A Literary Series  
  

So there’s this joke I heard once—I forget where—that goes something like this:

A Dean of Humanities dies, and of course goes straight to hell, and the devil walks up and shakes hands and offers the Dean a tour. He points to the beer fridge and pickleball courts. They walk down the pier, out over the harbor. They go to lunch, and the waiter comes pronto and gives the Dean a glass of wine.

The view out the window, past the devil’s shoulder, is of a wide green golf course, where the Dean sees a caddy go up and club Donald Trump in the nuts about eleven times with a seven iron.

“I don’t get it,” the Dean says.

“Get what?” the devil asks.

“This place. I mean, how is this hell? It seems so…”

“Nice?”

“Yeah, nice. It’s practically perfect.”

“I know,” the devil says. “But we’ve also got two English Departments.”

Chances are you laughed at that, but maybe not. The punch line hinges on your familiarity with the personalities and goings-on of English professors, especially in meetings, and that might not be the kind of thing everyone knows. A joke works best when it’s accessible, when whoever hears it is on all the particulars.

That’s true of poetry too. For instance, if you read a poem with allusions to Persephone and aren’t personally steeped in a sea of Greek-Myth Know-How… or if the language feels like a lock you have to pick, or you need a pry bar and hammer to start prying and pounding, well…

My friend Scott Poole writes poems that aren’t like that all, poems that people like. They’re good. They’re well put together is what I’m saying. And often they’re spot-on-timely no matter what year it is. Maybe they arose from the news, for instance, but they don’t require footnotes. And his stance is to speak as an Everyman, no allusions required:
 

About to Go Off

I wake up
and the room is full of bombs:
torpedo shapes and missile shapes,
fins and no fins,
cold and quiet.

“Where do you want this one?”
says a guy in overalls,
suddenly at my doorway,
holding a smaller bomb
like a steel baby.

“I didn’t order these,” I say.
“You don’t order bombs,” says the guy,
“they’re just delivered.”

“I have bowling tonight,” I say,
“what the hell?”

“Yeah, what the hell,” he says.

I pick a bomb up
and hold it to my ear
as if something inside
might tell me what to do
with this fucking thing.

 
This poem originally appeared in Nailed.

 
His language isn’t tricky—just some situational irony and expert play with the word “deliver”—but the feelings are tricky. The moral weight, the ethical X-ray: What do we do now?

What we don’t do is speak and act like Donald Trump, that’s for certain. Every day he’s a failure. I swear we’d be better off if the people with cameras and microphones just ignored the guy entirely. I mean, listen again to this one while he’s standing in the hellscape ashes, near the missing and dead of California, and tell me I’m wrong. Trump said, “You look at other countries where they do it differently, and… and it’s a whole different story. I was with the President of Finland, and he said, ‘We have a, a much different… we’re a forest nation.’ He called it a forest nation. And they spend a lot of time on raking and cleaning and doing things, and they don’t have any problem.” That was on November 17th, and then again on the 18th, on CNN and Fox News Sunday and every other station. And worse, while he said it, he waved his hand around vaguely and lamely, remember? Sort of in the direction of the ground. Proving forever that he’s never once raked in his life. Not one leaf; a total nada.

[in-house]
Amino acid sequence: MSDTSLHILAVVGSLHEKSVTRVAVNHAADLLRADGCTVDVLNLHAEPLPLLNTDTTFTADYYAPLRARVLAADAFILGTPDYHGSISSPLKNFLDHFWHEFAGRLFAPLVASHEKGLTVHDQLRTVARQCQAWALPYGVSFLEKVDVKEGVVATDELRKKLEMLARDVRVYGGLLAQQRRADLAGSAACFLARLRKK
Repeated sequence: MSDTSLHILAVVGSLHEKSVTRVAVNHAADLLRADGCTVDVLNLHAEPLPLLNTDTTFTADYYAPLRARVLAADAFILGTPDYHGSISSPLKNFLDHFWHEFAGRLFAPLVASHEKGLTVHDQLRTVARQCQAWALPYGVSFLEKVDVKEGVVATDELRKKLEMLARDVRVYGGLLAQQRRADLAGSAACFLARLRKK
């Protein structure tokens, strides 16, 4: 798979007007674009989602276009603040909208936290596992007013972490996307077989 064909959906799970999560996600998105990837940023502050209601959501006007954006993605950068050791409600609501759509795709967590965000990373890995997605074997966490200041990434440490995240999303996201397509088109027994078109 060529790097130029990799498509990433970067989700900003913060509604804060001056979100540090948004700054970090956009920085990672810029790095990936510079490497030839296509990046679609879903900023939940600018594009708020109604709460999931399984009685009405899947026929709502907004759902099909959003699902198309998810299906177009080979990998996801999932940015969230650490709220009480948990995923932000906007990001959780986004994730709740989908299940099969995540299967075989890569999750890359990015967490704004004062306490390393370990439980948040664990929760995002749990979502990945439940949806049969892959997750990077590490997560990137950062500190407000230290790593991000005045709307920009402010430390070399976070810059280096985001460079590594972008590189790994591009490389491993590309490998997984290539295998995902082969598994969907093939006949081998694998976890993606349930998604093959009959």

Or better yet, a nyet.

And so I wrote about it, a poem called “Fire Chief in Chief,” but I’d rather say here that poetry has jobs, and I think one of those jobs is just to be a rake: to take a look around at all the scatter of mess and beauty, and think about the words dropped everywhere and blowing by around us, then rake them into piles, these ordered arrangements that kids can jump in for fun or that grown-ups can stand beside and feel like progress was made toward change or completion, bagging them up and then giving them to city trucks, like passing on a message… pause, perspective, a kind of rightness. At least for a while.

I have a new book where I’ve done that, where I’ve tried to be a rake. Heck, the second section is called “Gathering.” Anyway, I’m not sure it will tie up this essay, but I’m going to end now with a page from The Book of Sharks. I think it speaks to what I’ve been trying to say—about being accessible, being humble, doing a job—and sort of rounds full-circle back to English Departments, if you think of a monastery as a kind of lantern-lit precursor to what we’ve got today:
 

[Spearing a shark means seven days of work—]

Spearing a shark means seven days of work—
that long to do the rendering—

and all you get is a set of jaws and teeth,
some fragment to hang in a window

or look at over the fireplace
instead of at the fire.

I’ve heard there are monks somewhere
using human skulls as paperweights.

Not to keep old scrolls from rolling up,
or pages in place while they bind them,

but to bear in mind
we aren’t the measure of Creation. Just a part.

 

 

Rob CarneyRob Carney’s new book The Book of Sharks is available now from Black Lawrence Press. Previous books include 88 Maps, Story Problems, and Weather Report.
 
Read poetry by Rob Carney appearing in Terrain.org: 6th Annual Contest Finalist, 4th Annual Contest Winner, and Issue 30. And listen to a new radio interview with Rob Carney, and here’s an older radio interview.
 

Header photo by Michael Saphryn, courtesy Shutterstock.

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